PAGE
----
This is materially higher than the $128 billion issued last year, although almost $90 billion of that was issued in the last quarter.
“With the impact of the pandemic still unfolding and there being no assured means of anticipating what lies ahead, forecasts will continue to change,” Mr Nicholl told the Australian Business Economists briefing on Thursday.
“That said, we are planning to transition back to the standard way of updating the market and aim to start from the next update immediately following the budget.
“This issuance rate together with a number of syndications will allow us to ‘front-load’ the program. Given the potential for heightened uncertainty in the outlook, staying clearly ahead of the issuance task this year will be wise,” he said.
Mr Nicholl, fresh from closing the books on a $15 billion 30-year bond issue that attracted more than twice that figure in investor demand, said the AOFM would look to the long end of the yield curve for further debt issuance.
“We will need to rely heavily on mid-curve and 10-year bond issuance to achieve our funding task,” he said.
“We continue to see opportunity for developing this part of the market and will continue to hold appropriately sized tenders and smaller syndications to tap existing lines when the opportunity arises – although our previous guidance on tap syndications at around $2 billion is now revised as a range of up to $6 billion.
“An overlapping consideration is the coming launch of a new five-year Treasury bond futures contract, which in our view will provide additional structural support for the AGS market. It will create new trading opportunities and hopefully increase investor interest in that part of the yield curve.
“It seems sensible to assume the initiative will enhance liquidity in this region of the curve.”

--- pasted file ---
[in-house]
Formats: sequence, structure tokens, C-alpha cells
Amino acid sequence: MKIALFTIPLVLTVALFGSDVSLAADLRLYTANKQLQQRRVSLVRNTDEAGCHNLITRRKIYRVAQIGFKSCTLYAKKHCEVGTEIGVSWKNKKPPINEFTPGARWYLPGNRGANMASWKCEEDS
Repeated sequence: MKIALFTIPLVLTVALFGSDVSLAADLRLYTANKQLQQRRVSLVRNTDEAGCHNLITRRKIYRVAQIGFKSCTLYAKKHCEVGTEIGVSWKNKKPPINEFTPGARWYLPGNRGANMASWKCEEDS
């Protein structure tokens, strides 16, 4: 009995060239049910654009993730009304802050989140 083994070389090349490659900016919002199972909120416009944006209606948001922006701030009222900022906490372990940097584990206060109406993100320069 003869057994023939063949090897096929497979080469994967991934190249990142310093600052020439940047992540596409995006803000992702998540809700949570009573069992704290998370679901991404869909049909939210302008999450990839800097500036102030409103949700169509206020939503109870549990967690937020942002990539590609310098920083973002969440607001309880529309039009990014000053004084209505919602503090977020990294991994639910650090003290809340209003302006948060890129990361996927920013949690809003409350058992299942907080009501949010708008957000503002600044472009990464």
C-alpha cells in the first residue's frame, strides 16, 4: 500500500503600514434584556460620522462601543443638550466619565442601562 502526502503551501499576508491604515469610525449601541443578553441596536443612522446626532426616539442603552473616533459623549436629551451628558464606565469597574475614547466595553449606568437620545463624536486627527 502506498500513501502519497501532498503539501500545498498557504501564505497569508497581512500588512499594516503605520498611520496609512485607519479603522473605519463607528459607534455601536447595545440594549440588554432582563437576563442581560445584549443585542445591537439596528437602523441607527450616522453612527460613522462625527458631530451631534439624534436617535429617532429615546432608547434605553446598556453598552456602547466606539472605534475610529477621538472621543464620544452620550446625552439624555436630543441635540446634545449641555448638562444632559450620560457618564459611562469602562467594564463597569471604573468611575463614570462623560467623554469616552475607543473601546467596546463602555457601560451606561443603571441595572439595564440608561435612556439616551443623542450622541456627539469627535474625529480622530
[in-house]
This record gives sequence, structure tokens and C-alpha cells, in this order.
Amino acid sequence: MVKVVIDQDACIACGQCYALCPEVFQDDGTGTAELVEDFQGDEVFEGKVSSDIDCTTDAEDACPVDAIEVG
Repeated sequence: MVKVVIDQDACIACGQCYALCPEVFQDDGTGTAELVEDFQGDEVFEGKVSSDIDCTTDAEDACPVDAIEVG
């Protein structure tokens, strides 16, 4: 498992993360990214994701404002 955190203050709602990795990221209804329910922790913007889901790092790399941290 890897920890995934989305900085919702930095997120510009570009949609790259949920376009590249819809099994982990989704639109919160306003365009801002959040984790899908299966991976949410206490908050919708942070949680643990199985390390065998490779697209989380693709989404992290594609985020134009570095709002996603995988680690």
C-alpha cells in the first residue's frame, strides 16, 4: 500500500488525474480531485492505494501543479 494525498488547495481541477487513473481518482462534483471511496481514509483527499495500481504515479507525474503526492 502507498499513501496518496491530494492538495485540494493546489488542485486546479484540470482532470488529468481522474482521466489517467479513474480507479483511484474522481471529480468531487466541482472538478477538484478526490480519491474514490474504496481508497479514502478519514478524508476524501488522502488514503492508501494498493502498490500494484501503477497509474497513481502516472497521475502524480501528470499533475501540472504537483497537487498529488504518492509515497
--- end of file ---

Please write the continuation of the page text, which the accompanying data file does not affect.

Strong sovereign credit rating
Mr Nicholl also said while there had been strong demand from investors for debt, there were several areas that influenced future attractiveness.
“Our view is that a strong sovereign credit rating, attractive yields, transparency in the market, including consistent clear messaging from the RBA, active support from intermediaries, and up-to-date issuance guidance combine to promote investor confidence,” he said.
In the latest 30-year bond issue, there was growing investor demand from Asia outside of Japan. The 13 per cent allocation of that bond to Asia was double that of the March 2047 bond.
So far the federal government has forecast an underlying cash deficit of $85.8 billion, or 4.3 per cent of gross domestic product, in 2019-20, increasing to $184.5 billion or 9.7 per cent of GDP in 2020-21.
Net debt levels are expected to reach $667 billion or 35.7 per cent of GDP at the end of June next year. Gross debt will reach $851.9 billion or 45 per cent of GDP.
“These are daunting figures and reveal the impact on the budget of COVID-19,” Treasurer Josh Frydenberg said last week.